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Editorials
Monday, May 24, 1999

Victory for gay rights
in Canadian high court

Bullet The issue: The Supreme Court of Canada struck down a heterosexual definition of "spouse."
Bullet Our view: The decision could affect the thinking of Americans on same-sex marriage.

ADVOCATES of equal rights for homosexual couples suffered a major setback last November when Hawaii voters approved a constitutional amendment granting the Legislature authority to restrict marriage to persons of opposite sex. That vote may have nullified attempts to win recognition for homosexual marriage in Hawaii through the courts.

It's a different story in Canada, where the Supreme Court struck down a heterosexual definition of "spouse." The landmark decision last week could rewrite Canada's law books to give legal rights to same-sex couples.

The ruling, which centered on the case of an Ontario woman seeking financial support from her former female partner, does not address the issue of gay marriages. But by deciding that the heterosexual definition of spouse is unconstitutional, the court may have given same-sex partners all the legal benefits of a common-law marriage.

The court gave Ontario six months to amend its laws, noting that dozens of its laws use the heterosexual definition. The federal government and other provinces will also have to amend their laws to conform with the ruling or face lawsuits.

The case began when a Toronto woman discovered she couldn't seek alimony from her ex-partner because Ontario law defined a spouse as someone of the opposite sex.

She sued to have the definition struck down and two lower courts agreed with her.

When a Conservative government took over in Ontario in 1995, it appealed the case to the Supreme Court. The high court backed the lower courts, saying, "It is clear that the human dignity of individuals in same-sex relationships is violated by the definition of 'spouse'."

In a related decision in December, an appeals court in Oregon ruled that partners of lesbian employees are entitled to the same benefits given spouses of heterosexual employees.

In Hawaii, Circuit Judge Kevin Chang ruled that the state had failed to put forth a compelling reason why same-sex couples should not be allowed to marry. The case, brought by two homosexual couples, is now before the state Supreme Court. The approval of the constitutional amendment, which came in reaction to Judge Chang's ruling, could be the determining factor in the court's decision.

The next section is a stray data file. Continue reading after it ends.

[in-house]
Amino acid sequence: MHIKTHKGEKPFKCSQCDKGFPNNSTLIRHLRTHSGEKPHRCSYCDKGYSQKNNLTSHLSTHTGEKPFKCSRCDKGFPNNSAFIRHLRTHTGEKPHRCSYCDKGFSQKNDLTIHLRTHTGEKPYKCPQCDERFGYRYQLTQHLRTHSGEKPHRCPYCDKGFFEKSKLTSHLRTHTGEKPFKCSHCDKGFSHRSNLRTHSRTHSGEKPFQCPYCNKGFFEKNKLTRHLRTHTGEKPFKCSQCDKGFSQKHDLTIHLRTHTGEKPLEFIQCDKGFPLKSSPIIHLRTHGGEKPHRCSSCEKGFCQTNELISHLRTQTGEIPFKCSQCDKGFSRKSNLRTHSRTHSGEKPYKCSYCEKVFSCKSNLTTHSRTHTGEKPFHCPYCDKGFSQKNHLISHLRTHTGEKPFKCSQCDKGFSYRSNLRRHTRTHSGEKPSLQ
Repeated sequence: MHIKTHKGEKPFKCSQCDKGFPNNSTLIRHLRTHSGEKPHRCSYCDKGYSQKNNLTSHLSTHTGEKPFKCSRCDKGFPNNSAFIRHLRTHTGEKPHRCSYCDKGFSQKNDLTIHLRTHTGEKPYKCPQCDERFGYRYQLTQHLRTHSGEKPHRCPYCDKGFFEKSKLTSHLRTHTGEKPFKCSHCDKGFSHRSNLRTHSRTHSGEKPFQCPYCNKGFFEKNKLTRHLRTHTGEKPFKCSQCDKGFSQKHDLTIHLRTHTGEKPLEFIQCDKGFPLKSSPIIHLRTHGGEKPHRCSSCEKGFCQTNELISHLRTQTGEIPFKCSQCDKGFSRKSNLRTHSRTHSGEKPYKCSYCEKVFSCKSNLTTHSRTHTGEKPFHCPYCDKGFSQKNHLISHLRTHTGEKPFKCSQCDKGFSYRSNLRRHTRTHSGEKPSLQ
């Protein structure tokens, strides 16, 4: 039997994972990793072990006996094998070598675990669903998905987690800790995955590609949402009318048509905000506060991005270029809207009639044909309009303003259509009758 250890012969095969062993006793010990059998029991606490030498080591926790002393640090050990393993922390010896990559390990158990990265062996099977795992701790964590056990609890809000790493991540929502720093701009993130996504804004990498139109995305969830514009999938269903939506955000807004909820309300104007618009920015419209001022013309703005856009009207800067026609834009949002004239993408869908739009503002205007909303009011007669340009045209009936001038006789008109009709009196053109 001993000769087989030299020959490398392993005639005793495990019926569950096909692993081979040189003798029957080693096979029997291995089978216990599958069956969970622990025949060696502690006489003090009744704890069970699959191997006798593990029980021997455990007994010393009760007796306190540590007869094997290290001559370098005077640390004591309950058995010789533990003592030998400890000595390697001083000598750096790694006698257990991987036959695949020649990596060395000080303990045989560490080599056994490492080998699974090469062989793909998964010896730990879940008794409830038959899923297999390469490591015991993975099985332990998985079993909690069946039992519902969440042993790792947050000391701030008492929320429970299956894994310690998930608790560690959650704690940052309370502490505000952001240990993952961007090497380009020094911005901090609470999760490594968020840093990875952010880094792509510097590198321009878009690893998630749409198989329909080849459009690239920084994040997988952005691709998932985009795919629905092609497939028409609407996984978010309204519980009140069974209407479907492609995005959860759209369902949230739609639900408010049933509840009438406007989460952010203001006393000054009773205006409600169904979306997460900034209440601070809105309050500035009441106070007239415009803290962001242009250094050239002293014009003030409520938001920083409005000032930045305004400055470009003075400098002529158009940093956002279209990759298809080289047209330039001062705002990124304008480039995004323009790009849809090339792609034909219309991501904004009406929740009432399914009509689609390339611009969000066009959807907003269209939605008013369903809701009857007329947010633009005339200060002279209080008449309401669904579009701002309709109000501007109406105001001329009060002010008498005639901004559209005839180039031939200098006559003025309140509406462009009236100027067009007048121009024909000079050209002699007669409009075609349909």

Dan Foley, an attorney for couples seeking same-sex marriage in Hawaii, said it isn't clear whether the Canadian decision will have an impact on the issue here. The decision has no legal effect outside Canada, but it could influence the thinking of American judges, legislators and voters.

Foley called it "a landmark decision for the Western world." John Fisher of EGALE, a Canadian gay rights group, said, "The courts, governments and, I think, public opinion are converging on a point where it's recognized that lesbians and gays are entitled to basic equality -- no more, no less."

The Canadian decision is certainly a major step toward equal treatment for gays.

Despite the overwhelming vote last year rejecting homosexual marriage, in time Hawaii may come to accept it.



Freshman senators
caused AG’s ouster

Bullet The issue: The Senate's rejection of Margery Bronster's nomination for a second term as attorney general
Bullet Our view: Five freshman Democratic senators disappointed those who expected them to be a force for reform.

WHEN Margery Bronster addressed the Honolulu Rotary Club last week, she received two standing ovations for having achieved the removal of the Bishop Estate trustees in her role as attorney general. She told the Rotarians that dissident trustee Oswald Stender had come to her with complaints about the actions of his colleagues and that meeting initiated her investigation.

Bronster said Stender warned her that the probe might cost her her job. It did, as Bronster's confirmation to a second term as attorney general was rejected by the Senate. The reaction to that vote was outrage. Bronster instantly became a martyr to the cause of reform.

Crucial to her ouster were the votes of five Democratic freshman senators -- Jan Buen, David Matsuura, Colleen Hanabusa, Jonathan Chun and Bob Nakata -- who some thought would shake up the Democratic establishment. Instead they voted for the status quo, punishing someone who was trying to clean up perhaps the most shameful mess in Hawaii political history.

Only one of the six new senators -- Lorraine Inouye, also a Democrat -- had the good sense and regard for the public welfare to vote to confirm Bronster, as well as Budget Director Earl Anzai. Inouye deserves credit for those votes.

The other five offered the flimsiest of reasons for their votes, transparent excuses. If their real purpose was to shake up the establishment, they couldn't have been more misguided. They won -- but they are the big losers in public opinion, and deservedly so.

One senator said of the five, "They came in with this swagger. They swaggered themselves into the Bronster mess."

In the wake of the vote, the five freshmen can blame themselves for pushing out of office the key figure in the Bishop Estate investigation. Would any of them like to stand up against Margery Bronster in an election?



Bishop Estate Archive






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